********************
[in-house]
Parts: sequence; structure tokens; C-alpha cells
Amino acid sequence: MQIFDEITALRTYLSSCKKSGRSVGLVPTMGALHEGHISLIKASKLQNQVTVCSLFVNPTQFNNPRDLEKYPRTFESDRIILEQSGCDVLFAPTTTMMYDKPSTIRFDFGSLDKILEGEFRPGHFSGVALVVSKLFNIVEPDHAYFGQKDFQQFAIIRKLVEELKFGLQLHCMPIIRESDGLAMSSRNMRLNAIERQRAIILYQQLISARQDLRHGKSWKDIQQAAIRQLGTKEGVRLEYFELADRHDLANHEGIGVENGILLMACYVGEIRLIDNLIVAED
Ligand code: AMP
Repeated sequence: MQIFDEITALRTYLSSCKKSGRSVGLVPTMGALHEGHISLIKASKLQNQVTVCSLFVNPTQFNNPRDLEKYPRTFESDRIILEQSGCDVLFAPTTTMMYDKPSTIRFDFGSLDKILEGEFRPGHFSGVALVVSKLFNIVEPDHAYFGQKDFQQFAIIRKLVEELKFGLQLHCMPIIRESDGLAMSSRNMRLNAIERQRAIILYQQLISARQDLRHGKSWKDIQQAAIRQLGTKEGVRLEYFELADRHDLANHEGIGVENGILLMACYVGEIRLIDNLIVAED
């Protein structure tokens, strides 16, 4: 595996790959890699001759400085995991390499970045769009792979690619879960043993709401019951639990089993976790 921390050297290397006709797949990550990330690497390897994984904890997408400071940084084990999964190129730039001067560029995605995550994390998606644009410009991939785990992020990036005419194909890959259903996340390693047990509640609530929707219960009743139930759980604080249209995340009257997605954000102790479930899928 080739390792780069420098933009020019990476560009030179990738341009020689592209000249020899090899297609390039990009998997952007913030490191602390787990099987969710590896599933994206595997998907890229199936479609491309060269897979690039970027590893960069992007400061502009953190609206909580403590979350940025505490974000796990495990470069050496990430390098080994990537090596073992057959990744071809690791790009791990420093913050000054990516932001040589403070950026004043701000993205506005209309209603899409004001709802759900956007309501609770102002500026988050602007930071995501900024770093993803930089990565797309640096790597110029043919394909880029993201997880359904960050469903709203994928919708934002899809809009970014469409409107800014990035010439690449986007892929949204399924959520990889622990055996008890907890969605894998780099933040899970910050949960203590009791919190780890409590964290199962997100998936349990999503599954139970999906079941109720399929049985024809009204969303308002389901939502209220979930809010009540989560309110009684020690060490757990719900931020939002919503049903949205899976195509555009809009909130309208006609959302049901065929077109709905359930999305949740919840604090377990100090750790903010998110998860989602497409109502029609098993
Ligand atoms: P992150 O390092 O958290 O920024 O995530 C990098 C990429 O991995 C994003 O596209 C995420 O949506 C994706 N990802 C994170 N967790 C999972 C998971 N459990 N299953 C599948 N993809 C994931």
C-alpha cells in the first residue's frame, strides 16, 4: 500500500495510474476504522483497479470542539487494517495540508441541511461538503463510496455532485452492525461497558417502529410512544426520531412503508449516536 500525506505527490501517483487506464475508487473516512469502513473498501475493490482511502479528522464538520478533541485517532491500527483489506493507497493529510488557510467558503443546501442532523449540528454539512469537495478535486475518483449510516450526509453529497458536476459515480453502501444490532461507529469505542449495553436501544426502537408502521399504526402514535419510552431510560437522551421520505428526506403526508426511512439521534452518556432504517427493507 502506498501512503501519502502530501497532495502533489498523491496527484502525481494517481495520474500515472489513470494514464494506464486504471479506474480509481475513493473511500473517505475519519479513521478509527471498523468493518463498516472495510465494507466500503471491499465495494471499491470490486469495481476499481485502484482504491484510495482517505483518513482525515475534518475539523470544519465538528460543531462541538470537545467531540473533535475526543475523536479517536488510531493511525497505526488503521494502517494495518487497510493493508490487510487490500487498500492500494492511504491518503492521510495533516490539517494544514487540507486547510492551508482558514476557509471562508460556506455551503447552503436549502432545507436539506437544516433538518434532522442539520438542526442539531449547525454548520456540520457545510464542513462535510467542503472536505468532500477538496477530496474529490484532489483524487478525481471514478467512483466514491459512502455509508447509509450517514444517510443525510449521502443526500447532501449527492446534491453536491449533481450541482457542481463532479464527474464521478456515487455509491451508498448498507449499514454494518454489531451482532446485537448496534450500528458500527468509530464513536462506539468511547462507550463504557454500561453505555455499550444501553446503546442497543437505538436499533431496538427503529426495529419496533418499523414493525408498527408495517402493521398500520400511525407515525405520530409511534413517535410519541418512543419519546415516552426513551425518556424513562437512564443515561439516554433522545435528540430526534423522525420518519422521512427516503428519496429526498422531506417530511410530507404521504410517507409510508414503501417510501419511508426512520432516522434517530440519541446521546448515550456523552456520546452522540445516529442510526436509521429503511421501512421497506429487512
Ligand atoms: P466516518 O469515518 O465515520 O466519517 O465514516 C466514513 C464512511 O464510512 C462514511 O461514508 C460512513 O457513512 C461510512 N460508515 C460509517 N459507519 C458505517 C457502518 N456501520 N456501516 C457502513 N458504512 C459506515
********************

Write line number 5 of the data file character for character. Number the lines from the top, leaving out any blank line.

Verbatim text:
Repeated sequence: MQIFDEITALRTYLSSCKKSGRSVGLVPTMGALHEGHISLIKASKLQNQVTVCSLFVNPTQFNNPRDLEKYPRTFESDRIILEQSGCDVLFAPTTTMMYDKPSTIRFDFGSLDKILEGEFRPGHFSGVALVVSKLFNIVEPDHAYFGQKDFQQFAIIRKLVEELKFGLQLHCMPIIRESDGLAMSSRNMRLNAIERQRAIILYQQLISARQDLRHGKSWKDIQQAAIRQLGTKEGVRLEYFELADRHDLANHEGIGVENGILLMACYVGEIRLIDNLIVAED